The Slovenia Times

Great Potential



Gorenje, maker of home appliances, has had its products available in Serbia since the fifties and since 2006 it has opened in Valjevo a factory for the production of refrigerators and freezers. This was the company's first Greenfield investment abroad. The following year it has opened a production plant for water heaters in Stara Pazova that has become the company's only location for the production of water heaters since the closure of the factory in Slovenia. The company is also planning a third production plant in Serbia in Zaječar. The plant will be assembling washing machines and dryers, as well as manufacture plastic wash basins.

Profitability matters

There are several reasons behind the decision to establish partial production in Serbia, the company says.
"Production in Serbia with the various aspects of production is cheaper than in Slovenia (such as labor costs and energy costs). In addition, the Republic of Serbia - in accordance with the job creation program offers investors grants for new employment and education of employees - has set up a favorable tax treatment.
"A very important argument for us is the customs agreement that Serbia has with Russia and some other Eastern European countries that are very important for Gorenje in terms of profitability.
"It should be mentioned that since the establishment of production in Serbia, the company has acquired a status of local manufacturer, which certainly affects the perception of consumers in Serbia towards us and our devices and also the sales (in the country), which have greatly increased in recent years."

Good long term prospects

Like Gorenje, logistics group Intereuropa has been present in the Serbian market since the fifties, when a branch office was established in Belgrade as one of the first branches in the former Yugoslavia. Being a logistics group, Intereuropa invested in the Serbian market in order to round off its range of logistics services in the Balkans, the company says, "and so followed the vision of strengthening the position of the leading logistics provider in southeast Europe."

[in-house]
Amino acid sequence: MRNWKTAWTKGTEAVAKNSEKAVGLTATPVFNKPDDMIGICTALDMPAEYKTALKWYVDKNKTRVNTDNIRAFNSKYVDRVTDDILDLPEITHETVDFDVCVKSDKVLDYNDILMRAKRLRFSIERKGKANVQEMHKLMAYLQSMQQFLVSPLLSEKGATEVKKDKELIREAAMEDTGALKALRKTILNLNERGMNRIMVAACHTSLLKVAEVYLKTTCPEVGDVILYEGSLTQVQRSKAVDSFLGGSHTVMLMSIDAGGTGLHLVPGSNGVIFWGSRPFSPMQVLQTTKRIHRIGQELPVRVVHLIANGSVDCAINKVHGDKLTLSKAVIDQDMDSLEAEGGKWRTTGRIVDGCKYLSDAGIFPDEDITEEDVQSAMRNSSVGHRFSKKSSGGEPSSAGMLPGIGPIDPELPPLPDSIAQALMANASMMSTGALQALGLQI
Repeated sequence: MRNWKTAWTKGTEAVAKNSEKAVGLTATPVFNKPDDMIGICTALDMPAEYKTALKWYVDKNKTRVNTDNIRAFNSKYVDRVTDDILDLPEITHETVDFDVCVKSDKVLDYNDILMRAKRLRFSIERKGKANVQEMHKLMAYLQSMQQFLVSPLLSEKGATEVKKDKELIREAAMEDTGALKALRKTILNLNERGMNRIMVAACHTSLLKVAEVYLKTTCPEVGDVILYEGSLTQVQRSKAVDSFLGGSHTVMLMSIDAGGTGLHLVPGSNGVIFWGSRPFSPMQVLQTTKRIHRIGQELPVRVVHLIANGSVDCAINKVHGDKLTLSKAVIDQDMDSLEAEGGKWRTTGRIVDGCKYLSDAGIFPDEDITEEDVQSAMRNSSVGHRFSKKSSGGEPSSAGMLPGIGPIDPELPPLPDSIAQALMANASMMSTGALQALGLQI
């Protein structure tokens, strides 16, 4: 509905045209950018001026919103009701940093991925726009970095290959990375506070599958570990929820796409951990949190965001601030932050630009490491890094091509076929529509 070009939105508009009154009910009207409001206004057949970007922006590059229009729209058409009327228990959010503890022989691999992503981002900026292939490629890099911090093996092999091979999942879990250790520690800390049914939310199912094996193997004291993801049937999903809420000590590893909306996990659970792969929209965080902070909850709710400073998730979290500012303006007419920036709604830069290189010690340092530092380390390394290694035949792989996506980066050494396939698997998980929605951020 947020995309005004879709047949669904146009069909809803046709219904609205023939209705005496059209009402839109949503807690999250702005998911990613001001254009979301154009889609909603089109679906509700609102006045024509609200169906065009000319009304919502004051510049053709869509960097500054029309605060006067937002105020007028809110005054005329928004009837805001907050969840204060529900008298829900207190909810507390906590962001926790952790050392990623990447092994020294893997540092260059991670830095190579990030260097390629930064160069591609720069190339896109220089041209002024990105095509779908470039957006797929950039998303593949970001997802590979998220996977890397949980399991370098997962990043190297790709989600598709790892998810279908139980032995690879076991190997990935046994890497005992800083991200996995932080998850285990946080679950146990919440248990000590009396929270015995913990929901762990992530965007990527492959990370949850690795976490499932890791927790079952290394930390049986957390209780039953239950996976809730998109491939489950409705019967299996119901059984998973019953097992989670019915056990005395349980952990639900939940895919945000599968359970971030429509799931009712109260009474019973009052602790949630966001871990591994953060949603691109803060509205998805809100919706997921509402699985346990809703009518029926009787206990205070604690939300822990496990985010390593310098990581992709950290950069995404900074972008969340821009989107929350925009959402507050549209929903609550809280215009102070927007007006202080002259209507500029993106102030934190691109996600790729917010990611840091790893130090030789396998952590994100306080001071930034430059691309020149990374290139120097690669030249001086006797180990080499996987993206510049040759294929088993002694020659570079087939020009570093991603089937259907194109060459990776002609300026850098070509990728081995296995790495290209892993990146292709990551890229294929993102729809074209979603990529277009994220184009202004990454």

"Serbian market represents one of the key markets for the group and Serbia has great market potential within the future economic developments in this area of Europe."
The company cites as one of the major obstacles for the overall business environment, the instability of the local currency - dinar. As other drawbacks, the company cites the country's bad shape economically as well as imbedded grey economy, especially in the southern parts of the country. Though the workforce is cheaper than in Western Europe, the productivity still lags behind the western European standards, however, the education and training of personnel is increasing, the company adds.
The biggest advantage of Serbia as an investment destination lies in the "the possibility of long-term development of the market and developing industry, since it is a market of several million people with relatively good labor force, which will undoubtedly grow, and this will be even more reflected with the possible entry of Serbia into the European Union."

Great potential

Nova KBM bank is one of the more recent investors in the Serbian market - it has entered the market in 2010 with EUR 10m recapitalisation of Serbian Credy bank, a move "which has realised the strategic development goal of expansion to the markets of southeast Europe, which was set by the bank and the group strategy for 2008-2013".
The bank has also completed the second recapitalisation of the Credy bank in June this year, amounting to EUR 5m. The bank sees huge potential in Serbian financial market.
"The Serbian market is considered one of the most promising financial markets in southeast Europe", says Peter Kuplje, executive director of the management board for the field of accompaniment and control operations.
"The Serbian banking system is less developed and has great potential organic growth. This means huge opportunities for development in the area of business volumes, as well as the introduction of new financial products. "
Although Serbia might have some way to go before meeting the business standards of the western world, Slovenian investors are seeing its huge potential and are capitalising on all the advantages the country currently offers.


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